Supercompetent Speaking: Audiovisual Presentation Tips

The audiovisual requirements for audiences of five, 50, and 500 people are very different.

By Laura Stack, MBA, CSP

Small presentations in cozy venues can be effective, but presentations in larger rooms with hundreds of people require a much different audiovisual setup. The audiovisual requirements for audiences of five, 50, and 500 people are very different.

In a small group of five, you can get away with simple tools: a flip chart and whiteboard may be sufficient. You won’t need to deal with complex lighting, powerful projection, and sound systems. Even if you do go high-tech, you’ll rarely need much more than your laptop, a projector, and a screen or wall.

However, for larger presentations, you have much more to consider. Some tips:

  1. Prepare multiple copies of your presentation in different formats. Never only save your presentation to your laptop, because if your computer decides not to boot up after one too many runs through the X-ray scanner (or you drop it, or it’s cracked after the guy in front of you puts his seat back too quickly), you’re toast. Instead, copy a version to your flash drive, drag a copy to DropBox, or send an attachment to your Web-based e-mail account (such as HotMail or Gmail) that you can access from anywhere.
  2. Don’t just use your slides as handouts. It takes a lot of time to create slides, and the few times we gave out my slides, we found out some of the audience members used them to give their own presentations within their companies. Plus, the slides generally have pictures that don’t make sense by themselves without me to expand on the point. So, we no longer give out slides, but we do create a PDF handout that complements my presentation. Attendees can download the handout from the conference site, or the client can photocopy it for the conference notebooks. We hired a graphic designer to create a template, and we customize it for each client. The workbook contains activities for them to complete as I speak, so it’s better for them than the slides anyway.
  3. Design your slides properly. Slides should be easy to read, with purposeful use of color to match your branding or meeting theme, a provocative illustration, and a single talking point. Use at least 24-point font for all text (the bigger, the better) and keep the text itself sparse and straightforward. I try not to use complete sentences the audience has to read. You want them paying attention to what you have to say, not reading while you’re silent, or worse yet, reading to them. The picture and words on the slide should trigger your next point and allow you to take off from there.
  4. Check the venue in advance. If youcan, go see the room before your presentation. See how the chairs or tables are set. Check out the position of the podium and make sure you’re comfortable with its placement. I like the podium placed stage right, so I can walk the rest of the stage without having to walk around a podium stuck in the middle. Verify there’s power. If possible, plug in and test your computer to ensure the projection works. Walk the stage and feel the room, picturing the audience sitting there.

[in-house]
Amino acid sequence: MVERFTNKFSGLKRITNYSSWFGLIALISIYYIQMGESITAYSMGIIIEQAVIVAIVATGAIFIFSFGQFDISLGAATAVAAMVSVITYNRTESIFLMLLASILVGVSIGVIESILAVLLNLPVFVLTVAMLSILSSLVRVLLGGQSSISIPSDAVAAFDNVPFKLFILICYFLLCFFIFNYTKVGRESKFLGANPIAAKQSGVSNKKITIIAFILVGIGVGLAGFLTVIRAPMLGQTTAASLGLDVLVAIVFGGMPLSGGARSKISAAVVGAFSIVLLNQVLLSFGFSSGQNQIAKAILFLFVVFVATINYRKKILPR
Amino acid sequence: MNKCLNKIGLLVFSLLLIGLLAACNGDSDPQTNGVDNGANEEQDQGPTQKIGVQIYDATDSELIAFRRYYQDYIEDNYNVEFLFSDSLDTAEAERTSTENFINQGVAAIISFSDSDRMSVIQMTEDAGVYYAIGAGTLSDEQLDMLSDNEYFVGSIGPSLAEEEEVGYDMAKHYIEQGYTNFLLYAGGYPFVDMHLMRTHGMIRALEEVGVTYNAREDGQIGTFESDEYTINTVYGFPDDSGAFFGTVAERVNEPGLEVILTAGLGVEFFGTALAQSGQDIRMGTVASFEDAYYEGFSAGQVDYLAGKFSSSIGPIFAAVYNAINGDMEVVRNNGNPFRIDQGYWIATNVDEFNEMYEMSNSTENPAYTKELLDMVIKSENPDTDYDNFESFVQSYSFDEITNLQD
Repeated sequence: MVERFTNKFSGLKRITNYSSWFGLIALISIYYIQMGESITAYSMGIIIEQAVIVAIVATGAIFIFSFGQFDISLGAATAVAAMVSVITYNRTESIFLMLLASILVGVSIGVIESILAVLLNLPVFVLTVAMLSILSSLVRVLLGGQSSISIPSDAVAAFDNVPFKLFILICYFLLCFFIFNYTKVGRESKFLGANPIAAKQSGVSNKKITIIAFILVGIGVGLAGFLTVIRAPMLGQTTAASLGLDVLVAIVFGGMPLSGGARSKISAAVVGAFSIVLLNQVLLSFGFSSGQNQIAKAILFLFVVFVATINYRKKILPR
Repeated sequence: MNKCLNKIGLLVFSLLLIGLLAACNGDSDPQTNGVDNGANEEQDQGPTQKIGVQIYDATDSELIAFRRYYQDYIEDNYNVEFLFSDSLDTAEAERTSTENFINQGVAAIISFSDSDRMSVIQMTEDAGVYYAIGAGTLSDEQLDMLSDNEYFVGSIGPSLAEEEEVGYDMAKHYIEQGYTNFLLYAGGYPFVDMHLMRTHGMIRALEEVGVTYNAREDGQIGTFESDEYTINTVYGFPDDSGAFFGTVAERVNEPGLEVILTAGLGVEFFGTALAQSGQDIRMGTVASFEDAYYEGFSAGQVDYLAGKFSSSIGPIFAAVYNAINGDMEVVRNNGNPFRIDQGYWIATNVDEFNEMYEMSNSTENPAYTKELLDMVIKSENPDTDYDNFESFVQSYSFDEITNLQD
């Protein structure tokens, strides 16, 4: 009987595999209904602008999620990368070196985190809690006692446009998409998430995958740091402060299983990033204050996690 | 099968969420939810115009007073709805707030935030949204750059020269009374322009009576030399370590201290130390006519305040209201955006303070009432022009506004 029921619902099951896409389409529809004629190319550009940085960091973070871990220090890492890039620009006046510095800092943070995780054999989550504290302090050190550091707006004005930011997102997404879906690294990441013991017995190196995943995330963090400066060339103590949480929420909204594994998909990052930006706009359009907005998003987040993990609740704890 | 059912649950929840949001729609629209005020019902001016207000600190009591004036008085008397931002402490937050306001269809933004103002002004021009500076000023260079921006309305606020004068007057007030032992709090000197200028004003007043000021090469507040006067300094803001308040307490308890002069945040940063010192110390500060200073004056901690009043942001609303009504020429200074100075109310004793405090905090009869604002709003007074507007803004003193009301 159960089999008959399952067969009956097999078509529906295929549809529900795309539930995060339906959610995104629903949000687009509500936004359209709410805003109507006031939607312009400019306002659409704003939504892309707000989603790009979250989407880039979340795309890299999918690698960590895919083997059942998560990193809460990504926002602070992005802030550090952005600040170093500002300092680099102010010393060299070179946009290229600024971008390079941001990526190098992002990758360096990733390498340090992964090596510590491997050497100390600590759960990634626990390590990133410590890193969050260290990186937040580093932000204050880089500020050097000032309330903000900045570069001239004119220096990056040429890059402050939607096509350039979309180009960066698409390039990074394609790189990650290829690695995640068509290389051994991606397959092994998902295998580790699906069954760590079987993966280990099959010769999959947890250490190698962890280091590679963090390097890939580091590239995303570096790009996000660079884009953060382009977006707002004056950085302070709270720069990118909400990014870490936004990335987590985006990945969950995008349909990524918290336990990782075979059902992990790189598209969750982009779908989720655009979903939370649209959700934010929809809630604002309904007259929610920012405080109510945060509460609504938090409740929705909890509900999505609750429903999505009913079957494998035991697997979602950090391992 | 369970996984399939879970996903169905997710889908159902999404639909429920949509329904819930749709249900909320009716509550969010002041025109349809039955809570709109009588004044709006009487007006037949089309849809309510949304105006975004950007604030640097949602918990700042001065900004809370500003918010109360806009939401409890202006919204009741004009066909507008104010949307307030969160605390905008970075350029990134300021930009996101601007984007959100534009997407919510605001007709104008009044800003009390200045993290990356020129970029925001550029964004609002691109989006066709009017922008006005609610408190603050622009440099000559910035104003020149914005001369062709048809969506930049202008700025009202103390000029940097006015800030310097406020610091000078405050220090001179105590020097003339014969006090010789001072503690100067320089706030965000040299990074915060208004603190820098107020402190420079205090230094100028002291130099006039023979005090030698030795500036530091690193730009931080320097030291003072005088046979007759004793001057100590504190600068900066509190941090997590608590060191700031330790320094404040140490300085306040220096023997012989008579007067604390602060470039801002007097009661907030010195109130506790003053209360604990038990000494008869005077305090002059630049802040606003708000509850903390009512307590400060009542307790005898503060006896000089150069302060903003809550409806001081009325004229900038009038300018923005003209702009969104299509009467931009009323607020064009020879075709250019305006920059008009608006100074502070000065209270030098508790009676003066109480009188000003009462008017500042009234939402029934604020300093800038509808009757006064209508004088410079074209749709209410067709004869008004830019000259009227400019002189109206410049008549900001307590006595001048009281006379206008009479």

5. Set up early. Arrive well before your presentation to make sure everything still works and to get your equipment set up. Get the lights up FULL. The audience will still be able to see your slides, because large projectors have high lumens. You want as much energy in the room as you can get; a dark room signals the brain to sleep. Note the locations of the exits, so you can help people evacuate quickly in an emergency.
  6. BYOM. Bring your own microphone (think about how many people have spit on the one before you). I use a CountryMan over-the-ear model. You unplug the regular microphone cord from the transmitter they provide, and plug in your own microphone. I never tell the audiovisual folks I’m bringing my own headset, because that freaks them out. You want them to provide the same microphone as usual, because you’re just bringing the headset. Some 99 percent of venues will use a Shure system, but I bring different adapters for other models, just in case. Do a sound check with yours before starting, because the volume varies when you switch out the cord.
  7. Observe proper audiovisual etiquette. Never walk in front of the projector! Never speak with the projector shining on you and the words all over your face! It’s a rookie mistake, but I’m stunned how many people still do it. Never turn your back to the audience to read your slides; if you must, read from your laptop on the podium, so you’re always facing your audience. Make a point and then blank your screen (in PowerPoint, you can hit “B” on your keyboard while in SlideShow mode). You want the attention on you, not your slide.

After you finish setting up, mingle with the crowd. Make some friends, so you have a few friendly faces in the audience you can speak to. With confidence everything’s in place, you can make the audience your top priority.

Laura Stack, MBA, CSP, is an expert in productivity. For more than 20 years, her speeches have helped entrepreneurs, leaders, teams, and organizations improve output, lower stress, and save time at work and in life. Her company, The Productivity Pro, Inc., provides time management workshops around the globe that help attendeesachieve Maximum Results in Minimum Time. Stack is the author of five bestselling productivity books, with more than 20 foreign editions, published by Random House, Wiley, and Berrett-Koehler, most recently “What to Do When There’s Too Much to Do.” Her newest work, “Execution IS the Strategy,” hits bookstores in spring 2014. Connect with her at http://www.theproductivitypro.com/; http://www.facebook.com/productivitypro; or http://www.twitter.com/laurastack.

 

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